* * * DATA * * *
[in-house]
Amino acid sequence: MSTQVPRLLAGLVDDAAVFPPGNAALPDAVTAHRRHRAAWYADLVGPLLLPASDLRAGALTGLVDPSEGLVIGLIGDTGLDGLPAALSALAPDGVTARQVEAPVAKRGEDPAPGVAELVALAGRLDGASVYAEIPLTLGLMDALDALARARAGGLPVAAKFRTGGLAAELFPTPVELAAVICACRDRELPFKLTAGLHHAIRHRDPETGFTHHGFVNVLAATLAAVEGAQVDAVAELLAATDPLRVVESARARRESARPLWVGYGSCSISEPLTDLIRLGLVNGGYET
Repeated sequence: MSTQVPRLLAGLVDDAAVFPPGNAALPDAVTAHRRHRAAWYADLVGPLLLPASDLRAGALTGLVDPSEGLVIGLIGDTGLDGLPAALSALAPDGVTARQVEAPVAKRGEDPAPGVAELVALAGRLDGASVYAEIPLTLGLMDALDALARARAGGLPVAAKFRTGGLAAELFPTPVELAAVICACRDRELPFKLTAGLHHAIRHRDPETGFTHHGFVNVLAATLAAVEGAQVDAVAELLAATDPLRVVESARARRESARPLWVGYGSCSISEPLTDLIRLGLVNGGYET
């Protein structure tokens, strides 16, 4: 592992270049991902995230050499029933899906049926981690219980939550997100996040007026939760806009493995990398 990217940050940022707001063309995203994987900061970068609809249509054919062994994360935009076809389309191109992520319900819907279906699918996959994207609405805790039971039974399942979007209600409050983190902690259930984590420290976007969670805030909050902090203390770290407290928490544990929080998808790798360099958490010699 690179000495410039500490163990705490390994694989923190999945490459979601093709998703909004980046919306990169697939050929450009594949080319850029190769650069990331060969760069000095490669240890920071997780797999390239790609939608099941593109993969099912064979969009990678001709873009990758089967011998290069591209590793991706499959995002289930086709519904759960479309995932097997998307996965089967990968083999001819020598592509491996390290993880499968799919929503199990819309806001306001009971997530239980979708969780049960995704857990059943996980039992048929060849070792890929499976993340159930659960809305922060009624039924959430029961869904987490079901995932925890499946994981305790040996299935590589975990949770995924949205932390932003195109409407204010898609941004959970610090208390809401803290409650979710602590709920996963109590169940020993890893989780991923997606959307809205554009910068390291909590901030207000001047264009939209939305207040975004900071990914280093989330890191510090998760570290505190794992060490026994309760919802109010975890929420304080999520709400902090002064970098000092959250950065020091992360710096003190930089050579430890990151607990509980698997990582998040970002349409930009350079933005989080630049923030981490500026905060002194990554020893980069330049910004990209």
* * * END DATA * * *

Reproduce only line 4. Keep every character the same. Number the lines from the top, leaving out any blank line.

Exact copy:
């Protein structure tokens, strides 16, 4: 592992270049991902995230050499029933899906049926981690219980939550997100996040007026939760806009493995990398 990217940050940022707001063309995203994987900061970068609809249509054919062994994360935009076809389309191109992520319900819907279906699918996959994207609405805790039971039974399942979007209600409050983190902690259930984590420290976007969670805030909050902090203390770290407290928490544990929080998808790798360099958490010699 690179000495410039500490163990705490390994694989923190999945490459979601093709998703909004980046919306990169697939050929450009594949080319850029190769650069990331060969760069000095490669240890920071997780797999390239790609939608099941593109993969099912064979969009990678001709873009990758089967011998290069591209590793991706499959995002289930086709519904759960479309995932097997998307996965089967990968083999001819020598592509491996390290993880499968799919929503199990819309806001306001009971997530239980979708969780049960995704857990059943996980039992048929060849070792890929499976993340159930659960809305922060009624039924959430029961869904987490079901995932925890499946994981305790040996299935590589975990949770995924949205932390932003195109409407204010898609941004959970610090208390809401803290409650979710602590709920996963109590169940020993890893989780991923997606959307809205554009910068390291909590901030207000001047264009939209939305207040975004900071990914280093989330890191510090998760570290505190794992060490026994309760919802109010975890929420304080999520709400902090002064970098000092959250950065020091992360710096003190930089050579430890990151607990509980698997990582998040970002349409930009350079933005989080630049923030981490500026905060002194990554020893980069330049910004990209």